To be a trader you must first learn how to invest. You must know the products and the markets in which they trade, how security transactions are cleared and more importantly you must know the rules that govern those products and markets. So you must know what you’re doing, why you’re doing it, and how to do it. .

Here’s a list of books you should consider, at least read half of them
Bulls Make Money, Bears Make Money, Pigs Get Slaughtered, by Gallea
How to Trade in Stocks, Jesse Livermore
Millionaire Traders, Lein & Schlosberg
One Up on Wall Street by Peter Lynch
Reminiscences of a Stock Operator, Edwin Lefevre
The Disciplined Trader, Mark Douglas
Trading for a Living, by Alexander Elder
Trading in the Zone, Mark Douglas

And when you think you want to trade, try some paper trading to test your skills without spending you money

Before you enter your first order you need to address four major policies and have very strong discipline to follow them
1 – You need a written sound trading/investment plan with rules that will not only help you but more importantly protect you, mostly from yourself. Always use stops either to protect you on the down side or to lock in profits on the up side. Never trade on emotions, when emotions get involved walk away. Don’t try to out-smart the market, you’ll loose but if you always take what the market is willing to give you, you’ll be successful. Other words, you don’t trade against the trend since the market is always right. And NEVER trade on emotions, once you let emotions in your trades you will loose
2 – A written money management program is essential. Remember never invest 100% of your capital into any one security and never have 100% of your capital invested. Never go into a trade without knowing when and where you are going to get out of it. Never let a loss on a trade get greater than 8%-10%, always take you loss and walk away – don’t loose more than you need to and don’t be afraid to take the loss. Remember you never can get hurt taking a profit. Never average down, but you can average up.
3 – You must have sufficient trading/investment capital. Use your own money, there’s no need to go into debt so that you can trade and/or invest. Margin can be used but only with restraints, never let the account wall below 45% equity. Unless you fully understand margins you should not use it.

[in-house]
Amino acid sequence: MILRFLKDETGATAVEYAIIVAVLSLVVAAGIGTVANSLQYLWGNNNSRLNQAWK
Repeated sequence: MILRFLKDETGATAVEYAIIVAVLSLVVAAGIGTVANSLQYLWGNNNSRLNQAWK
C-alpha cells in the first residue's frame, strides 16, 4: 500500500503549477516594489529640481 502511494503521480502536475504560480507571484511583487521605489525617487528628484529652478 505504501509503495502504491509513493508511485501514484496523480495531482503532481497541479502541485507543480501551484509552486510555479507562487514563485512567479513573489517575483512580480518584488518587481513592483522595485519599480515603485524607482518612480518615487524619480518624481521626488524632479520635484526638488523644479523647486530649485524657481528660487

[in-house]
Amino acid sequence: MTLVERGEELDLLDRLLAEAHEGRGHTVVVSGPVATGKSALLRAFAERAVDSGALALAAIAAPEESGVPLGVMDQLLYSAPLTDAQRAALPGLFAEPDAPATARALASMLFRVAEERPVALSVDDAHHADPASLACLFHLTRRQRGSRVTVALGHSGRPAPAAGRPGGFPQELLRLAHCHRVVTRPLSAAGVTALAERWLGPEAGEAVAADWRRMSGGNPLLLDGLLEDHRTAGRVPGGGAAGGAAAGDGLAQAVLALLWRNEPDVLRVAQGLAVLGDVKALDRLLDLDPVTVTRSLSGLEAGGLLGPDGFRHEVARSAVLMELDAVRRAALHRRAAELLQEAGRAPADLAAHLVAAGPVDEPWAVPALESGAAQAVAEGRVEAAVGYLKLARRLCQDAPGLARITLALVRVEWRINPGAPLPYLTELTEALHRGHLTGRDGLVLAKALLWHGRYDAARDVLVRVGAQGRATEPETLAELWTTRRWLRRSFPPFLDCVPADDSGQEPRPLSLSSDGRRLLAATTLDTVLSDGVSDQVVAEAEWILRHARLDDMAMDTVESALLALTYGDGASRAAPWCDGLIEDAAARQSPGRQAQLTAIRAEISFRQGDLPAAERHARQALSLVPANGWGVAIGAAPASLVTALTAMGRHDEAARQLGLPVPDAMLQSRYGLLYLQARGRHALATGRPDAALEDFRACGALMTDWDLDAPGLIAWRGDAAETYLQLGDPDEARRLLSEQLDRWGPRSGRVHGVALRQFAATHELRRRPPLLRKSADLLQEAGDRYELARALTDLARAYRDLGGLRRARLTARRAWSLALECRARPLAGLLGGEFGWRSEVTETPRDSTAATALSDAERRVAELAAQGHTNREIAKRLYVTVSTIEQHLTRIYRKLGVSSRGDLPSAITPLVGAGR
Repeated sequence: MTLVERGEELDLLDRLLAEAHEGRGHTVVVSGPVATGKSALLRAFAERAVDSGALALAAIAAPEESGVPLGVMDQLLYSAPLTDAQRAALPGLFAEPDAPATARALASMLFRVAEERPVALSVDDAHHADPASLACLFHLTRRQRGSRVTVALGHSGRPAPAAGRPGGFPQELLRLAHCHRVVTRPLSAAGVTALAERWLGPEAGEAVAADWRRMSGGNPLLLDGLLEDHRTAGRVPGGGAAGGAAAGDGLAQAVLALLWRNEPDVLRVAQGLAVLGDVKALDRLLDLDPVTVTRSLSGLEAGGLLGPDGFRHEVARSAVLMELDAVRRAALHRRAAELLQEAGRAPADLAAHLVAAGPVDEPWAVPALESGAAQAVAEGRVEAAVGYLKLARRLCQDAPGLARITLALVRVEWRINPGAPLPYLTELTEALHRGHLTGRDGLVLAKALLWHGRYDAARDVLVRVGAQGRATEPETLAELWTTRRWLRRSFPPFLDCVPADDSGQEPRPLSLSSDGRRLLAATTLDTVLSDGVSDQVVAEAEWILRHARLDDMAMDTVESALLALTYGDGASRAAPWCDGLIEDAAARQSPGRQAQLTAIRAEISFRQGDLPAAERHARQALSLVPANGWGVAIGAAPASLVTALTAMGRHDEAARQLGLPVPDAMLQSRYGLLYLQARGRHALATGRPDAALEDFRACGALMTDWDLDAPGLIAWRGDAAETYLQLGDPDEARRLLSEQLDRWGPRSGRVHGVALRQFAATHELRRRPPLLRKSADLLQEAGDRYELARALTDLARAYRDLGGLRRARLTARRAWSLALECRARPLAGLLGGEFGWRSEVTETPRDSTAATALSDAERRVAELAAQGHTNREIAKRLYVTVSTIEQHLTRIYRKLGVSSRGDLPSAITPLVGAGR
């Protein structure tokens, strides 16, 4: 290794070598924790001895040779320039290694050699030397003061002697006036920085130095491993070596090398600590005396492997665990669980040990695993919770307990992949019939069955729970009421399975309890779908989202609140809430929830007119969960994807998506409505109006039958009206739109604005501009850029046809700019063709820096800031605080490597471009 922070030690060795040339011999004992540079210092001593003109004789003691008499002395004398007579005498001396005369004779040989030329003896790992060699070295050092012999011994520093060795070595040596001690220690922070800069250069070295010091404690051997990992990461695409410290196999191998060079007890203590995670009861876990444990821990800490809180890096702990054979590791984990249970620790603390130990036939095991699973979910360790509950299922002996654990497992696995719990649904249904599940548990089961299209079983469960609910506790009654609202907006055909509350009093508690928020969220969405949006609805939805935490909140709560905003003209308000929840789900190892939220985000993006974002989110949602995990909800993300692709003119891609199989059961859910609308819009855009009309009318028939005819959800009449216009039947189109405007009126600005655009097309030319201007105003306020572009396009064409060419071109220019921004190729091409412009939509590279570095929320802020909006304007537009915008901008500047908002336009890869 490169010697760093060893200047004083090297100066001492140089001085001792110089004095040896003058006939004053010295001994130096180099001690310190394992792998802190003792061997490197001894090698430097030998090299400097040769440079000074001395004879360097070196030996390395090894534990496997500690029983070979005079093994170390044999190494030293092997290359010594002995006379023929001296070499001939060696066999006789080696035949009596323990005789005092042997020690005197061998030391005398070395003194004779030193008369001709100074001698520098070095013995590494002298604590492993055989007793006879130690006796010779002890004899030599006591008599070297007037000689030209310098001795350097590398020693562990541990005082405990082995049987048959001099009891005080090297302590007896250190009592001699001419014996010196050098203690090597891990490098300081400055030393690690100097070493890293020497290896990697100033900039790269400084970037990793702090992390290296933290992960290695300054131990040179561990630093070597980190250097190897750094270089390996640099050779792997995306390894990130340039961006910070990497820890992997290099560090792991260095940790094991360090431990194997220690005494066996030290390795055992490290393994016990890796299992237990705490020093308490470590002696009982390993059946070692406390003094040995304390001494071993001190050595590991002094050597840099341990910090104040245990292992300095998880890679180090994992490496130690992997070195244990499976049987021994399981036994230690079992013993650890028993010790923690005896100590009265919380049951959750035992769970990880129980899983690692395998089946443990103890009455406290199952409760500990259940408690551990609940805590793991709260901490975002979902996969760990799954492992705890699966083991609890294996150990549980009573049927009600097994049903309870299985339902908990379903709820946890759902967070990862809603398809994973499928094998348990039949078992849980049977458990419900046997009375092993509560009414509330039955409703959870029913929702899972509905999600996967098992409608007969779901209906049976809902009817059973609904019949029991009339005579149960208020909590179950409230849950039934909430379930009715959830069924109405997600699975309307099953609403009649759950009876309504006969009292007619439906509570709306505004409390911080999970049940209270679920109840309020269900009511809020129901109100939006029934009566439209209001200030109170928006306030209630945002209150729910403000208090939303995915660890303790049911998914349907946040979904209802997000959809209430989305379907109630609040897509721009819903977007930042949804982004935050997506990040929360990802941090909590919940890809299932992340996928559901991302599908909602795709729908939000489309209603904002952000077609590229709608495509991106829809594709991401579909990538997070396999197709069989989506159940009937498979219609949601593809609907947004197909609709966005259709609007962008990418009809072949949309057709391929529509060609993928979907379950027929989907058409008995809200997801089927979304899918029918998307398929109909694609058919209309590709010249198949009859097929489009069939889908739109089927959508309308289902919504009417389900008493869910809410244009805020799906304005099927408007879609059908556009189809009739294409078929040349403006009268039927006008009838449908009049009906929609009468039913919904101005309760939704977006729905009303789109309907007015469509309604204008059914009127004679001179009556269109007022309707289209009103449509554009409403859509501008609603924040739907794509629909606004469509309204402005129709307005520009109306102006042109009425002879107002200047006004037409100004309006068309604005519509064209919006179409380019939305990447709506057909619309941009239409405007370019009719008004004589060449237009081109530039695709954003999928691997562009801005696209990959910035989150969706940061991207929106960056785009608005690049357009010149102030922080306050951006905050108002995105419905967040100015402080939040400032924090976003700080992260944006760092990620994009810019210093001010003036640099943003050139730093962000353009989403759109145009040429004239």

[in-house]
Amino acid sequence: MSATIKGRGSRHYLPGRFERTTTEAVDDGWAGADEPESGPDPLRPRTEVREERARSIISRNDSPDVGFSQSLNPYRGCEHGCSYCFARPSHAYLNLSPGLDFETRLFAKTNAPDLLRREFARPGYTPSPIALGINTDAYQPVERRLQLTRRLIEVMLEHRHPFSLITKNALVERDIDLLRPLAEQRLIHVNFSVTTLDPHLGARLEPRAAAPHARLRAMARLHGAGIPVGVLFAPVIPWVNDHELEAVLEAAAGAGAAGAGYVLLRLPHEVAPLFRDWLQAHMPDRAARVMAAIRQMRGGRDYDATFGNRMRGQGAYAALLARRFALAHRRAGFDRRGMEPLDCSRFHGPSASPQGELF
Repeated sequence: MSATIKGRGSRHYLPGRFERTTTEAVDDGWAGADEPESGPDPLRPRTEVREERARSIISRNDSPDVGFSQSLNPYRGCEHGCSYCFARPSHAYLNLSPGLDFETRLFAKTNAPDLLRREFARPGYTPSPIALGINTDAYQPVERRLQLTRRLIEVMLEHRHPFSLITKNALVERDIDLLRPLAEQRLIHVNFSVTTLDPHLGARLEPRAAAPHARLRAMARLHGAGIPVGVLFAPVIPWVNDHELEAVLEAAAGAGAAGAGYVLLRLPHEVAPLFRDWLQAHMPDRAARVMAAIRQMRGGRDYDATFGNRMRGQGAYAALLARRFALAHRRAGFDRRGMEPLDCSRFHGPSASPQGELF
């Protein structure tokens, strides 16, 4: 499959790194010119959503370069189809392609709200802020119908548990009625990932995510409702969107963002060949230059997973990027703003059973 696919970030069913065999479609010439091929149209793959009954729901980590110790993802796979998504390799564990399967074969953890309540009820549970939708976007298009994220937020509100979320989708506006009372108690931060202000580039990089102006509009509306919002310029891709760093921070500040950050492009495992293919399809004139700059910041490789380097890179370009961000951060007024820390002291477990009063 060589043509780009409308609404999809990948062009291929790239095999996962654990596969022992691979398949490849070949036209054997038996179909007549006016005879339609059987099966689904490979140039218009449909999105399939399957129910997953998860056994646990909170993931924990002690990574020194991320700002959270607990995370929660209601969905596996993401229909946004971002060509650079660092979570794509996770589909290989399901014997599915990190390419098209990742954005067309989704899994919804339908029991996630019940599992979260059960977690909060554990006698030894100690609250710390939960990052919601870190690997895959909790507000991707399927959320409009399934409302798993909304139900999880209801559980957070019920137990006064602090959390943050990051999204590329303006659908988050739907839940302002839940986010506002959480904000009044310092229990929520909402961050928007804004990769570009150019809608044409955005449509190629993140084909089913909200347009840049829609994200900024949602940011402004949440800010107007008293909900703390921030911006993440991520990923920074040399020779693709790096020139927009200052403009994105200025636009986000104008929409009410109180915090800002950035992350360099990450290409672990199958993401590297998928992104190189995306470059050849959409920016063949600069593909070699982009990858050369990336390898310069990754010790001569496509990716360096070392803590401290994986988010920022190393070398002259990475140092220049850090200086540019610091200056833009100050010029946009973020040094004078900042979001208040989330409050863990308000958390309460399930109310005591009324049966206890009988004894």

4 – A full and complete understanding of the rules & regulations of the industry. If your going to play in the game be sure you know the rules of the game and always follow them.

Unless you are willing to study and follow the above you will never make it as a trader. To be successful as a trader it takes work and constant study of the markets and the products traded in those markets, there is no easy way and there’s no software packages or websites that will make your learning easier.

Donald asks…

What is the most popular options strategy?

Do most people use options for selling covered calls, writing cash secured puts, selling naked calls, credit spreads, buy protective puts, buying calls, or the more advanced options with the calendar spreads and put/call spreads and butterfly’s and condors?

I’m recommended to use covered calls as a beginning. Besides the risky naked puts, when i start using options after i use the paper trading platform for a while, what should i be using to collect premiums without the desire of having to be forced to buy the stock?

John answers:

The most popular options strategy is covered calls. That’s because it’s easy to understand and is the most conservative. Charles Schwab (online broker) has said (in the WSJ) that 4 out of 5 of their option-enabled accounts trade covered calls. TradeKing (online broker) has said that writing weekly covered calls is the #1 most popular trade among their retail account holders.

If you are starting out then, yes, start with covered calls. Most brokerage firms have different level of permissions required for options trading and level 1 (the first level everyone gets) has covered calls along with buying options long. After you have some experience they may give you permission to do level 2 or 3 options trading (which includes the other strategies you mention).